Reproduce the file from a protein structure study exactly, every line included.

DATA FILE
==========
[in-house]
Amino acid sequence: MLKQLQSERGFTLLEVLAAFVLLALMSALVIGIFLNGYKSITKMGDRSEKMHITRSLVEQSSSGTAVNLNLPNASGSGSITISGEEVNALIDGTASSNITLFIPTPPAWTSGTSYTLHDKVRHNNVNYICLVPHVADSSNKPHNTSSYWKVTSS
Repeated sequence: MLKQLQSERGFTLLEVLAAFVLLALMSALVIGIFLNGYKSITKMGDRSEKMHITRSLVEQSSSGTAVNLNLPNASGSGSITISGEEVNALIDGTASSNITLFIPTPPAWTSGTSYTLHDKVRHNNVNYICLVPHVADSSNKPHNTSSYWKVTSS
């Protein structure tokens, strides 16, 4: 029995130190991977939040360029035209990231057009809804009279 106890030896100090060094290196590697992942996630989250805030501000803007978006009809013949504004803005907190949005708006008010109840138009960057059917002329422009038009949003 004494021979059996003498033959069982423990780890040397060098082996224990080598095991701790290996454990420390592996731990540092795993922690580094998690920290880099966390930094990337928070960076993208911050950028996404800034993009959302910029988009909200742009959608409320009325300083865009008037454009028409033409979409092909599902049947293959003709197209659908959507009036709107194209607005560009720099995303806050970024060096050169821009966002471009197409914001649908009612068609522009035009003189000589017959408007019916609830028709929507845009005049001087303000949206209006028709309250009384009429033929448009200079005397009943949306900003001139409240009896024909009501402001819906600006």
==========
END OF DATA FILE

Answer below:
[in-house]
Amino acid sequence: MLKQLQSERGFTLLEVLAAFVLLALMSALVIGIFLNGYKSITKMGDRSEKMHITRSLVEQSSSGTAVNLNLPNASGSGSITISGEEVNALIDGTASSNITLFIPTPPAWTSGTSYTLHDKVRHNNVNYICLVPHVADSSNKPHNTSSYWKVTSS
Repeated sequence: MLKQLQSERGFTLLEVLAAFVLLALMSALVIGIFLNGYKSITKMGDRSEKMHITRSLVEQSSSGTAVNLNLPNASGSGSITISGEEVNALIDGTASSNITLFIPTPPAWTSGTSYTLHDKVRHNNVNYICLVPHVADSSNKPHNTSSYWKVTSS
């Protein structure tokens, strides 16, 4: 029995130190991977939040360029035209990231057009809804009279 106890030896100090060094290196590697992942996630989250805030501000803007978006009809013949504004803005907190949005708006008010109840138009960057059917002329422009038009949003 004494021979059996003498033959069982423990780890040397060098082996224990080598095991701790290996454990420390592996731990540092795993922690580094998690920290880099966390930094990337928070960076993208911050950028996404800034993009959302910029988009909200742009959608409320009325300083865009008037454009028409033409979409092909599902049947293959003709197209659908959507009036709107194209607005560009720099995303806050970024060096050169821009966002471009197409914001649908009612068609522009035009003189000589017959408007019916609830028709929507845009005049001087303000949206209006028709309250009384009429033929448009200079005397009943949306900003001139409240009896024909009501402001819906600006």